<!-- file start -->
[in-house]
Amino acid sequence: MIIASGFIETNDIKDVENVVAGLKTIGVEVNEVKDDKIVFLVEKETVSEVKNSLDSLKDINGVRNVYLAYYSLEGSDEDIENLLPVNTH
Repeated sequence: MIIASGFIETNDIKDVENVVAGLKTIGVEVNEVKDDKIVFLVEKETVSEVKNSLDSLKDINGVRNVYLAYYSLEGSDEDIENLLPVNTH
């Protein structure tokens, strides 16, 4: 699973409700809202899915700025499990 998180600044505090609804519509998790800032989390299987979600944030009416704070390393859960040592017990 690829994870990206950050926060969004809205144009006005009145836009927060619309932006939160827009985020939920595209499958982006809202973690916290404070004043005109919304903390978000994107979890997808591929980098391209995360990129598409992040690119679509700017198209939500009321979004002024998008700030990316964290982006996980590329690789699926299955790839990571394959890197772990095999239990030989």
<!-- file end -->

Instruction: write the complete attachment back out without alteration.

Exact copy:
[in-house]
Amino acid sequence: MIIASGFIETNDIKDVENVVAGLKTIGVEVNEVKDDKIVFLVEKETVSEVKNSLDSLKDINGVRNVYLAYYSLEGSDEDIENLLPVNTH
Repeated sequence: MIIASGFIETNDIKDVENVVAGLKTIGVEVNEVKDDKIVFLVEKETVSEVKNSLDSLKDINGVRNVYLAYYSLEGSDEDIENLLPVNTH
């Protein structure tokens, strides 16, 4: 699973409700809202899915700025499990 998180600044505090609804519509998790800032989390299987979600944030009416704070390393859960040592017990 690829994870990206950050926060969004809205144009006005009145836009927060619309932006939160827009985020939920595209499958982006809202973690916290404070004043005109919304903390978000994107979890997808591929980098391209995360990129598409992040690119679509700017198209939500009321979004002024998008700030990316964290982006996980590329690789699926299955790839990571394959890197772990095999239990030989």